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Wireless Networking : What, Why and How

by ONE/Northwest
April 17, 2003

Wireless networks can connect your computers without the hassles of running Ethernet cables around your office. Read on to find out whether wireless is right for you, and what you need to get started

Why Wireless?

A wireless network is perfect for places where it is impractical or inconvenient to connect computers with traditional Ethernet wiring. If you are already tripping over wires in your office or do not want to put additional holes in your walls, wireless is the way to go. It is also a great way to get a network connection to an infrequently used location like a conference room. A wireless network is a little bit more expensive (about $60 more per computer), but it’s not an all or nothing proposition – your network can have both wired and wireless connections.

Why buy “Wi-Fi?”

A few years ago, a bunch of geeky people sat down and created technical standards for how wireless computer networking products should work. By creating standards, different companies can create products that all work together even if they are from different manufacturers. As computer geeks, they used geeky terms to refer to these standards such as “IEEE 802.11a” and IEEE 802.11b”. The most common wireless networking products today use the “802.11b” standard. In an attempt to make this more intelligible for humans, the marketing people started to refer to 802.11b as “Wi-Fi”, short for “wireless fidelity.”

In addition, 802.11a wireless products have recently hit the market. 802.11a wireless products are more expensive than 802.11b "Wi-Fi" products, but they offer faster transmission rates and are less prone to interference from microwave ovens and certain cordless phones. However, most small office networks don't need the added speed -- or expense -- of 802.11a wireless right now. In addition, 802.11a radio signals don't cover as much ground as 802.11b signals -- depending on your office environment, this may be a positive or a negative.

Let’s talk speed

Wi-Fi networking products transmit data at the 2.4 GHz frequency, much like newer cordless phones. When there is a strong signal, data moves between computers at 11Mbps (megabytes per second). Older wired Ethernet networks transmit data at speeds up to 10Mbps while newer ones can go up to 100Mbs per second. However, these numbers are only relevant when thinking about how fast information travels between two computers within your office. Your connection to the Internet will most likely be your biggest bottleneck and 11Mbps is about 20-40 times faster than most high speed Internet connections.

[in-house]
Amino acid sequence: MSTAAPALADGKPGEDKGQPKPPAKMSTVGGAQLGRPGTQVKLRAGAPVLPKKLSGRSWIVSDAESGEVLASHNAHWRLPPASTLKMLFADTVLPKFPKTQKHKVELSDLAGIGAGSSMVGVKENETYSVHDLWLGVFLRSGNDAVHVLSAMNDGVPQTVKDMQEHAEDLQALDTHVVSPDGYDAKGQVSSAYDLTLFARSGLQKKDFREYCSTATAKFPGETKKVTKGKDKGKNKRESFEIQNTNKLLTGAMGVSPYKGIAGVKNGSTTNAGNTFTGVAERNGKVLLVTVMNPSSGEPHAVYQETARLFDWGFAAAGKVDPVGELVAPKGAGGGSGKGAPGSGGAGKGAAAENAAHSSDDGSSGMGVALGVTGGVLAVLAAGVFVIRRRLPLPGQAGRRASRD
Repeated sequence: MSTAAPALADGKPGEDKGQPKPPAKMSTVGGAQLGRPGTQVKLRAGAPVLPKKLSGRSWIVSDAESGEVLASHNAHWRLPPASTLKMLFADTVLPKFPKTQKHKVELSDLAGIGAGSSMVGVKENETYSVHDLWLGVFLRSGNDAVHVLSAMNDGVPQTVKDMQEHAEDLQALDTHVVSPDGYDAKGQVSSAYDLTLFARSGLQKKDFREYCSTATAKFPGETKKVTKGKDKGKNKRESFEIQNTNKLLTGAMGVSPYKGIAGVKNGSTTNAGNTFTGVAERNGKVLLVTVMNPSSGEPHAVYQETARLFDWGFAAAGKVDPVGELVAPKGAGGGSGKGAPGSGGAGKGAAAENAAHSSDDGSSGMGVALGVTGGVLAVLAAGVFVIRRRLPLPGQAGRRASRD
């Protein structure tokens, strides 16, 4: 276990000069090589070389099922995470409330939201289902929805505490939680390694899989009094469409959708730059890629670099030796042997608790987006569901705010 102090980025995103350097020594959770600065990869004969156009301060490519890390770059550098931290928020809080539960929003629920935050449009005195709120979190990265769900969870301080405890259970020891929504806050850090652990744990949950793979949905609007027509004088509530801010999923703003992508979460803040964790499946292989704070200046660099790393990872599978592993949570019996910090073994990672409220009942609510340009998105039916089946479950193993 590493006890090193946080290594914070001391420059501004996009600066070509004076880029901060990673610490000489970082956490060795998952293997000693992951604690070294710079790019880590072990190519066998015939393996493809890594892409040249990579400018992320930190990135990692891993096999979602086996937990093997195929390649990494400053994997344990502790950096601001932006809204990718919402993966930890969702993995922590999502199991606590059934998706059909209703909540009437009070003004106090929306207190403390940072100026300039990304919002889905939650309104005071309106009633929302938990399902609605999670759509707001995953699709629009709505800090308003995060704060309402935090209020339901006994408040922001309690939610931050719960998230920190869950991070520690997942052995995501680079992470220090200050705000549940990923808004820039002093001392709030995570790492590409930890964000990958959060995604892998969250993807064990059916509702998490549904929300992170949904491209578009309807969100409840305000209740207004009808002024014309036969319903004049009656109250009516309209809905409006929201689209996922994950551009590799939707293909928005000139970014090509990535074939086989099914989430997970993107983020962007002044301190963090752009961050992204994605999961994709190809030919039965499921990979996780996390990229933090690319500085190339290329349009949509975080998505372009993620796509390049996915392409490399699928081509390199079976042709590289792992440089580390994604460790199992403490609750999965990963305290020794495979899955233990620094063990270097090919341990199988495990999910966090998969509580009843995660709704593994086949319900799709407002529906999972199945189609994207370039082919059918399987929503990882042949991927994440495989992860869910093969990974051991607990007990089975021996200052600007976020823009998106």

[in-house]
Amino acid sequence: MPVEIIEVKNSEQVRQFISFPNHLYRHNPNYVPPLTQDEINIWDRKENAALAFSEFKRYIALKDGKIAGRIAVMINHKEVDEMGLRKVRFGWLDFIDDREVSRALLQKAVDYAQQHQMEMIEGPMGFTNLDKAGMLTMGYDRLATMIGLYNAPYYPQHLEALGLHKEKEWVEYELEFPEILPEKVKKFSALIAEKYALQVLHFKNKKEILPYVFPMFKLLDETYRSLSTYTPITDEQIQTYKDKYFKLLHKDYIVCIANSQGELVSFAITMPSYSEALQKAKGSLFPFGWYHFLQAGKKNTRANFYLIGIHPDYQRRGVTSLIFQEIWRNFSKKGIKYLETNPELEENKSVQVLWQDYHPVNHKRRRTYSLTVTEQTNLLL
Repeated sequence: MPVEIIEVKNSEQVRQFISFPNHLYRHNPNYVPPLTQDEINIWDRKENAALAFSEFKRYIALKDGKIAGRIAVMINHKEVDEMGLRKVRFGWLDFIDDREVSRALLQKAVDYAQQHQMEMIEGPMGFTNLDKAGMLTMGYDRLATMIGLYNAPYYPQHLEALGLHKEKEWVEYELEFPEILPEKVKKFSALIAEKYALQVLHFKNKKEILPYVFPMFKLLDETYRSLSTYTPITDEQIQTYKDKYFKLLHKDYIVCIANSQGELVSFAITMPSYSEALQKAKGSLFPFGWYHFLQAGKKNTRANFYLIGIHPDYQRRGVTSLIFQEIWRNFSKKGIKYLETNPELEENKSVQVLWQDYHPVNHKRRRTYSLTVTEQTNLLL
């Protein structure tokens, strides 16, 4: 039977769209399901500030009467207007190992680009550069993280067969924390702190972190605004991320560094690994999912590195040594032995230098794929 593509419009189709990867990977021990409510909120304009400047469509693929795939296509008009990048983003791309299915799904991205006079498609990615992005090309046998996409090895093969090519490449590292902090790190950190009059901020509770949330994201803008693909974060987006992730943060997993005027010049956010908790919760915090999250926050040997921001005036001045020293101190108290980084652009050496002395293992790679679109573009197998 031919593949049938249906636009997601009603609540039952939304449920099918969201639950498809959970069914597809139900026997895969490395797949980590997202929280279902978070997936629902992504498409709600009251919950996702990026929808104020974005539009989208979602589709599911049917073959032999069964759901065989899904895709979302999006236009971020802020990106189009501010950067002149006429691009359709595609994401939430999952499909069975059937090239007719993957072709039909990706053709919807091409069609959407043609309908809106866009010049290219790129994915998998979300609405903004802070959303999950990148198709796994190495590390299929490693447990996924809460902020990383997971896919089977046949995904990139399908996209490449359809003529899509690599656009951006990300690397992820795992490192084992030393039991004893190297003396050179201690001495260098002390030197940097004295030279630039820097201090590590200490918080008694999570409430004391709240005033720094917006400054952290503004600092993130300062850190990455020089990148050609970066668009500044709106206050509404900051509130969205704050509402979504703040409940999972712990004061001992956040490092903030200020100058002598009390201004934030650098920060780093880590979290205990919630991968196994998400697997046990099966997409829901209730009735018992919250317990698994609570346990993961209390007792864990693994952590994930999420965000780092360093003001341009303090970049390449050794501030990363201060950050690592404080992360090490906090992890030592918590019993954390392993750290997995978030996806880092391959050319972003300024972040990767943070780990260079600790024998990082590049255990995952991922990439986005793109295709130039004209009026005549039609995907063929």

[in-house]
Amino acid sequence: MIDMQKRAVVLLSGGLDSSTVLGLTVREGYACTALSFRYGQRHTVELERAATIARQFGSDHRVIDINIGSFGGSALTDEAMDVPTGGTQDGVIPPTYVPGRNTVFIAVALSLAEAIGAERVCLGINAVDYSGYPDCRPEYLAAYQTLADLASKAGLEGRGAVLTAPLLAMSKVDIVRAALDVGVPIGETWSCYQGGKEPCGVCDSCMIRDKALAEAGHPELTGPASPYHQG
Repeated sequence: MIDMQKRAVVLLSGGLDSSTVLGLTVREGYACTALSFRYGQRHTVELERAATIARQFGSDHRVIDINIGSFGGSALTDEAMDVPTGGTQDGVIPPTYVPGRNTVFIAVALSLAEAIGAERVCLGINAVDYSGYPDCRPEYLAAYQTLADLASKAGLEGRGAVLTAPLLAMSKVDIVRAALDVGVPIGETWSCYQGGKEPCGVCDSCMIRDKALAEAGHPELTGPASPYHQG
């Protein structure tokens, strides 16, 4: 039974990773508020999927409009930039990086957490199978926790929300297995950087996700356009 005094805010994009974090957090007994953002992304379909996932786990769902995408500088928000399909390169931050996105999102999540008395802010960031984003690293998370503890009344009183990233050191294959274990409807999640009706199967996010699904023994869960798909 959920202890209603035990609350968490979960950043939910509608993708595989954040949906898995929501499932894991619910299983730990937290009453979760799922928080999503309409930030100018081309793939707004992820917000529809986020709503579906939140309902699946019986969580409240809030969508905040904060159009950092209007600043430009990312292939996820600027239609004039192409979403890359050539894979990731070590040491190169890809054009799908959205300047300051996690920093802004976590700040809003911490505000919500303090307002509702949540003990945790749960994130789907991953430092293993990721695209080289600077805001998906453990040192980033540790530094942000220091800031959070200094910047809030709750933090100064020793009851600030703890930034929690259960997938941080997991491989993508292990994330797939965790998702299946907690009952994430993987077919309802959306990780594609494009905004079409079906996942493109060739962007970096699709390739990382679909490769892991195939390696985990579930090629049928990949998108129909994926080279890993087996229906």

When the signal gets weaker (as you move the computers farther apart or have more walls in between), the transmission speed gradually slows down to 1 to Mbps, which is still pretty fast. The signal can travel up to 1000 ft, so you should have no trouble in your small office. The biggest problem is that the signal may travel too far (see security below).

802.11a products transmit data at speeds up to 72Mbps at the 5 GHz frequency. But as we noted above, these products are about twice as expensive as Wi-Fi products, and have a slightly shorter operating range.

What do you need and what will it cost?

The center of your wireless networking universe is the “wireless router.” This is the device that connects directly to the Internet and links all of your computers together. Many routers have built-in hubs (so that you can connect wired computers to your network) and print servers (so you can share a printer on your network). They also have built-in firewalls to protect your network from hackers on the Internet. SMC Networks makes a well-regarded router (SMC Barricade 7004AWBR) which costs about $150.